An important Council, or gathering, of Church leaders took place in 787 AD at Nicea in Asia Minor, modern day Turkey.
The Council of Nicea decreed that holy images (icons) of Jesus, his mother Mary, as well as the angels and saints, and other sacred images, such as the crucifix, are fitting objects of veneration, but not of worship, which is due to God alone.
Hence, in the tradition of the Church, the use of icons for private and public prayer is meant to draw believers to remember those who are represented in the icons, who serve as models for Christians, aspiring to nearness to God.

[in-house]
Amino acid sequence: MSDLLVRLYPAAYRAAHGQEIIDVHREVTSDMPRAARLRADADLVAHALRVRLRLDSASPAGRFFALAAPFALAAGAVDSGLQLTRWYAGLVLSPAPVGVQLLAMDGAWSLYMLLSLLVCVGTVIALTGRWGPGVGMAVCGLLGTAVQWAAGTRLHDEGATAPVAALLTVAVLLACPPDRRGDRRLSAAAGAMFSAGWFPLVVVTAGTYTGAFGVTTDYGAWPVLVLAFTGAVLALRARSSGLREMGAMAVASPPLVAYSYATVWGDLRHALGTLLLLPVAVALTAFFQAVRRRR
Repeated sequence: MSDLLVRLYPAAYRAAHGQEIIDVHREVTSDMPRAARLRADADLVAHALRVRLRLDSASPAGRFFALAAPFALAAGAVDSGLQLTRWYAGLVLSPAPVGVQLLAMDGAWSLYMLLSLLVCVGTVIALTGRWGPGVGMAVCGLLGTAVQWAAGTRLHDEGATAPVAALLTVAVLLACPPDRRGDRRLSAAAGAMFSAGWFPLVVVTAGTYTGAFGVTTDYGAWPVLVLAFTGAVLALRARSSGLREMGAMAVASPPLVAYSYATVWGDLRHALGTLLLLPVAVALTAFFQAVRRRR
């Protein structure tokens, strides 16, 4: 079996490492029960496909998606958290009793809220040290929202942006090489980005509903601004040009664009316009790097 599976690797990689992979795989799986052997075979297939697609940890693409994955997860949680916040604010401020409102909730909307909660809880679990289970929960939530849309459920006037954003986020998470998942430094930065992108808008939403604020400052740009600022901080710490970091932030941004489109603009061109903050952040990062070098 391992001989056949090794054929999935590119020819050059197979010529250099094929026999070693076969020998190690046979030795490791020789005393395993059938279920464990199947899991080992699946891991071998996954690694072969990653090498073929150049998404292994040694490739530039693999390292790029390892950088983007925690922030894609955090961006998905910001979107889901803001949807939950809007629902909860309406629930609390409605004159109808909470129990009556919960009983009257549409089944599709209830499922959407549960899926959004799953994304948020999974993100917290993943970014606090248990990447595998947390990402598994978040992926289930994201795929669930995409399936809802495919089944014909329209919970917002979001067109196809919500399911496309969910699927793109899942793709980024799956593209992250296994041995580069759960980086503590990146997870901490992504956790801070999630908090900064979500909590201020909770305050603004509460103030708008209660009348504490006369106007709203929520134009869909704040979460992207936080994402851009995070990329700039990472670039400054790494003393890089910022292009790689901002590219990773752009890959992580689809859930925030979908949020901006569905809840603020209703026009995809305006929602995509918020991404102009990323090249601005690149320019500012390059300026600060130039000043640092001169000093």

Painted depictions on wood panels, as well as carvings of stone and wood (what we often call statues), are to be given respectful veneration.
The Council of Nicea stated: “The honor (or veneration) paid to a holy image (of the Lord, his mother, the angels and saints) passes on to the prototype being represented. The one who reveres the image reveres the one represented in that image.”
Pictured below is our Brother Savio at work in our recently established icon studio, carrying on the work of Christian iconography.